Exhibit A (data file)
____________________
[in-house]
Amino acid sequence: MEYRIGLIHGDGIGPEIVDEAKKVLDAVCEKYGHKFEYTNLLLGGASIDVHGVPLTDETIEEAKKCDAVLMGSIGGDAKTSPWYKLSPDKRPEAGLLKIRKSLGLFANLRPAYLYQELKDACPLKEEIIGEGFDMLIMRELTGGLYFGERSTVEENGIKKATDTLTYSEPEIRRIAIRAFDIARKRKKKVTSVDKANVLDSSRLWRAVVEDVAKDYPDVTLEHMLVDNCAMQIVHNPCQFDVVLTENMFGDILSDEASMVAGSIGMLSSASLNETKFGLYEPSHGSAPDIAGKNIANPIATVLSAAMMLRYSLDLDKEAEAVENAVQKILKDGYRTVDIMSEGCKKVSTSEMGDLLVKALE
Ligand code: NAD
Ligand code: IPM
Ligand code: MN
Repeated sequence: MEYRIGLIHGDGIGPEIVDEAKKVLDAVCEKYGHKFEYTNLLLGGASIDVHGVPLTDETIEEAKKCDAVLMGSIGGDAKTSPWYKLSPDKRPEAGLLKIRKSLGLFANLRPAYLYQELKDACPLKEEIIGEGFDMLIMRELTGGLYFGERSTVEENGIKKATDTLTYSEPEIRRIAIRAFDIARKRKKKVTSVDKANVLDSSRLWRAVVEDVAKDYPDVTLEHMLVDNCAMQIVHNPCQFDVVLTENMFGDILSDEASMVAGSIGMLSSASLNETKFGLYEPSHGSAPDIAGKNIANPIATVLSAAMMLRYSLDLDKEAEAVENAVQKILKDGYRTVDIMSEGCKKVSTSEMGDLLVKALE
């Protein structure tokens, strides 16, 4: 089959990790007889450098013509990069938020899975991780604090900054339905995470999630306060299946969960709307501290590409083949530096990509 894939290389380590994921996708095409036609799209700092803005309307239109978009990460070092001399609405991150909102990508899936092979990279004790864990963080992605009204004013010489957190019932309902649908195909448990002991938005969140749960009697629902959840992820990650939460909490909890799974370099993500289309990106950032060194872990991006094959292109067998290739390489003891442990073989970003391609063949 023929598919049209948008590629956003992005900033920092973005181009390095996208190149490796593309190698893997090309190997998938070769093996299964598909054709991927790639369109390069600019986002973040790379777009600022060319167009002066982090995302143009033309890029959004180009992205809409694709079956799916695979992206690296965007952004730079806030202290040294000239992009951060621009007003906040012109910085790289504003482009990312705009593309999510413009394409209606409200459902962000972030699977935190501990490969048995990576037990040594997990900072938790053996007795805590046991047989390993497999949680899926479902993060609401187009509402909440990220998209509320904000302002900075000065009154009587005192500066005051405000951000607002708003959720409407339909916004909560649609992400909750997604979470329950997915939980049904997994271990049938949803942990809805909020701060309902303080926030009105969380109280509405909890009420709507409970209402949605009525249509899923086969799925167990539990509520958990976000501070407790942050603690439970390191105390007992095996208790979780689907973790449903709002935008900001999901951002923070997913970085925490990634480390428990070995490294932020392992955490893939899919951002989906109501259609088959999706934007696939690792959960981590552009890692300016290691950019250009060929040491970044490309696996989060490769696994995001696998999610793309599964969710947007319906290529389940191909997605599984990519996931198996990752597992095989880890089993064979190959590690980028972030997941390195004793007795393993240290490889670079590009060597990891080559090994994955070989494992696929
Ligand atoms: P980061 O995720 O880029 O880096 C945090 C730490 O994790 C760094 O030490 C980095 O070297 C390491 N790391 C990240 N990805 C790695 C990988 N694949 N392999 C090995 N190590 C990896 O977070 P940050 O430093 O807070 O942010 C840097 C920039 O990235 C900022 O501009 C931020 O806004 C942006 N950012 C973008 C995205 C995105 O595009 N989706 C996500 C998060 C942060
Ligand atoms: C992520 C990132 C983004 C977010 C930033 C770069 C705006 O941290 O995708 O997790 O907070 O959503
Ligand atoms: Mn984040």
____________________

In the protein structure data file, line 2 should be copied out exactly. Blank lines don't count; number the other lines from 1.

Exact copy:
Amino acid sequence: MEYRIGLIHGDGIGPEIVDEAKKVLDAVCEKYGHKFEYTNLLLGGASIDVHGVPLTDETIEEAKKCDAVLMGSIGGDAKTSPWYKLSPDKRPEAGLLKIRKSLGLFANLRPAYLYQELKDACPLKEEIIGEGFDMLIMRELTGGLYFGERSTVEENGIKKATDTLTYSEPEIRRIAIRAFDIARKRKKKVTSVDKANVLDSSRLWRAVVEDVAKDYPDVTLEHMLVDNCAMQIVHNPCQFDVVLTENMFGDILSDEASMVAGSIGMLSSASLNETKFGLYEPSHGSAPDIAGKNIANPIATVLSAAMMLRYSLDLDKEAEAVENAVQKILKDGYRTVDIMSEGCKKVSTSEMGDLLVKALE